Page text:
Regenerative Medicine Improves Muscle Strength and Function in Leg Injuries
Damaged leg muscles grew stronger and showed signs of regeneration in three out of five men whose old injuries were surgically implanted with extracellular matrix (ECM) derived from pig bladder (pictured), according to a new study conducted by researchers at the University of Pittsburgh School of Medicine and the McGowan Institute for Regenerative Medicine. Early findings from a human trial of the process and from animal studies were published recently in Science Translational Medicine.
The team was co-led by McGowan Institute for Regenerative Medicine deputy director Stephen Badylak, DVM, PhD, MD, professor of surgery at Pitt, and J. Peter Rubin, MD, UPMC professor and chair of plastic surgery, Pitt School of Medicine, professor of bioengineering, University of Pittsburgh, co-director of the Adipose Stem Cell Center, and founder and director of the UPMC Center for Innovation in Restorative Medicine, Department of Surgery, University of Pittsburgh, and also included McGowan Institute for Regenerative Medicine affiliated faculty members:
- Christopher Dearth, PhD, research assistant professor, Department of Surgery, University of Pittsburgh,
- Fabrisia Ambrosio, PhD, MPT, assistant professor, Department of Physical Medicine & Rehabilitation, University of Pittsburgh
- Michael Boninger, MD, endowed chair and professor, Department of Physical Medicine & Rehabilitation, University of Pittsburgh
- Neill Turner, PhD, research assistant professor, Department of Surgery, University of Pittsburgh
- Spencer Brown, PhD, professor of plastic surgery, Department of Plastic Surgery, University of Pittsburgh, and executive director for the UPMC Center for Innovation in Restorative Medicine in the Department of Surgery at the University of Pittsburgh
When a large volume of muscle is lost, typically due to trauma, the body cannot sufficiently respond to replace it, explained senior investigator Dr. Badylak. Instead, scar tissue can form that significantly impairs strength and function.
Pig bladder ECM has been used for many years as the basis for medical products for hernia repair and treatment of skin ulcers. It is the biologic scaffold that remains left behind after cells have been removed. Previous research conducted by Dr. Badylak’s team suggested that ECM
also could be used to regenerate lost muscle by placing the material in the injury site where it signals the body to recruit stem and other progenitor cells to rebuild healthy tissue.
“This new study is the first to show replacement of new functional muscle tissue in humans, and we’re very excited by its potential,” Dr. Badylak said. “These are patients who can’t walk anymore, can’t get out of a car, can’t get up and down from a chair, can’t take steps without falling. Now we might have a way of helping them get better.”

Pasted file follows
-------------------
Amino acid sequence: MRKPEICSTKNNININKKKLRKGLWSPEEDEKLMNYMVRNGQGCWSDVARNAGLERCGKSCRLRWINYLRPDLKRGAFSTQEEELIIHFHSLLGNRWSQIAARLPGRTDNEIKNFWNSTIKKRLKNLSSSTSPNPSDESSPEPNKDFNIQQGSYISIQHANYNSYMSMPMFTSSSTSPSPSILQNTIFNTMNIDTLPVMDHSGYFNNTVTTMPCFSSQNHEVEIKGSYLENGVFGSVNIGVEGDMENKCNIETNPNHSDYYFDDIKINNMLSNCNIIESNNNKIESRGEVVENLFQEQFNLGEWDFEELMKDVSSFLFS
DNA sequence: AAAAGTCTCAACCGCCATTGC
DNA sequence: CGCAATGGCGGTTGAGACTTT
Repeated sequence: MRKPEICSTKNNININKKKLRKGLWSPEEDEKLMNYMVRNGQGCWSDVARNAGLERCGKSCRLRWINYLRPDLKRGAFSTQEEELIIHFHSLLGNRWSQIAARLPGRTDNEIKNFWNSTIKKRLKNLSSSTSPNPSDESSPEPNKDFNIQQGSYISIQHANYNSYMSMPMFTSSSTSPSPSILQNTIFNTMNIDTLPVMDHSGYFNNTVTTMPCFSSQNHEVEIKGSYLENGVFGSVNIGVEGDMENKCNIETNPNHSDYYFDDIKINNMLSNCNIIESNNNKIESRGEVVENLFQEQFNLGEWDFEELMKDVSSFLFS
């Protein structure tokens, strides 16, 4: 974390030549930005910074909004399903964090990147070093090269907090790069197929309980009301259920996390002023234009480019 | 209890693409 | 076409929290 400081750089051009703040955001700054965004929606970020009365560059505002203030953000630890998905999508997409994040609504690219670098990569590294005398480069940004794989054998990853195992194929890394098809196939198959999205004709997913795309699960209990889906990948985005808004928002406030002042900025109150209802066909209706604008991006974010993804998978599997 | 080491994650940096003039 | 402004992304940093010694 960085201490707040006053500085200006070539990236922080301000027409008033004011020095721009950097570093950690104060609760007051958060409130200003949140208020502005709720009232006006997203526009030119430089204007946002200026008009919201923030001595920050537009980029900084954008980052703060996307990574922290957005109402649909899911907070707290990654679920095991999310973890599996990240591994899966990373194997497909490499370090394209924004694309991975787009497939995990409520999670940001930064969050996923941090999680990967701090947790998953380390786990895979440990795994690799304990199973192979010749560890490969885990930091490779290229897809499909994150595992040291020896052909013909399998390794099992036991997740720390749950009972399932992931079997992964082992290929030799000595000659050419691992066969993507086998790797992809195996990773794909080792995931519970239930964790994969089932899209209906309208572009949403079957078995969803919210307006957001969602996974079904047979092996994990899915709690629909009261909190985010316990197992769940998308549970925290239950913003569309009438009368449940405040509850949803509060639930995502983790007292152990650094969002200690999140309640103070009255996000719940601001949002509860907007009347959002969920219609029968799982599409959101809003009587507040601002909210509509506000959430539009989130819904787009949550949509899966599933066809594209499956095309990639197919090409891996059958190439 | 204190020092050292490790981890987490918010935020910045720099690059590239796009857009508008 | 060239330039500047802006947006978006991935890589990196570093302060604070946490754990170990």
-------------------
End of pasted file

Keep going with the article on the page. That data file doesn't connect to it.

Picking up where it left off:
For the Muscle Tendon Tissue Unit Repair and Reinforcement Reconstructive Surgery Research Study, which is sponsored by the U.S. Department of Defense and is continuing to enroll new participants, 5 men who had at least 6 months earlier lost at least 25 percent of leg muscle volume and function compared to the uninjured limb underwent a customized regimen of physical therapy for 12 to 26 weeks until their function and strength plateaued for a minimum of 2 weeks.
Then, study lead surgeon Dr. Rubin surgically implanted a “quilt” of compressed ECM sheets designed to fill into their injury sites. Within 48 hours of the operation, the participants resumed physical therapy for up to 26 additional weeks.
The researchers found that 3 of the participants, 2 of whom had thigh injuries and 1 a calf injury, were stronger by 20 percent or more 6 months after the surgery. One thigh-injured patient improved on the “single hop test” by 1,820 percent, and the other had a 352 percent improvement in a chair lift test and a 417 percent improvement in the single-leg squat test. Biopsies and scans all indicated that muscle growth had occurred. Two other participants with calf injuries did not have such dramatic results, but both improved on at least one functional measure and said they felt better.
“This work represents an important step forward in our ability to repair tissues and improve function with materials derived from natural proteins. There will be more options to help our patients,” Dr. Rubin said.
The study also showed 6 months after an injury, mice treated with ECM showed signs of new muscle growth while untreated mice appeared to form typical scars.
The project was supported by research grants from the U.S. Department of the Interior and National Institutes of Health grants AG042199 and HL76124-6.
For more information about the trial, which aims to enroll 40 participants, go here or call 412-624-5308.
The U.S. Department of Defense’s Limb Salvage and Regenerative Medicine Initiative and the Muscle Tendon Tissue Unit Repair and Reinforcement Reconstructive Surgery Research Study are collaboratively managed by the Office of the Secretary of Defense. The Initiative is focused on rapidly and safely transitioning advanced medical technology in commercially viable capabilities to provide wounded warriors the safest and most advanced care possible today.
Associated Press (via U.S. News & World Report and Washington Post)
Abstract (An acellular biologic scaffold promotes skeletal muscle formation in mice and humans with volumetric muscle loss. Brian M. Sicari, J. Peter Rubin, Christopher L. Dearth, Matthew T. Wolf, Fabrisia Ambrosio, Michael Boninger, Neill J. Turner, Douglas J. Weber, Tyler W. Simpson, Aaron Wyse, Elke H. P. Brown, Jenna L. Dziki, Lee E. Fisher, Spencer Brown, and Stephen F. Badylak. Science Translational Medicine; 30 April 2014: Vol. 6, Issue 234, p. 234ra58.)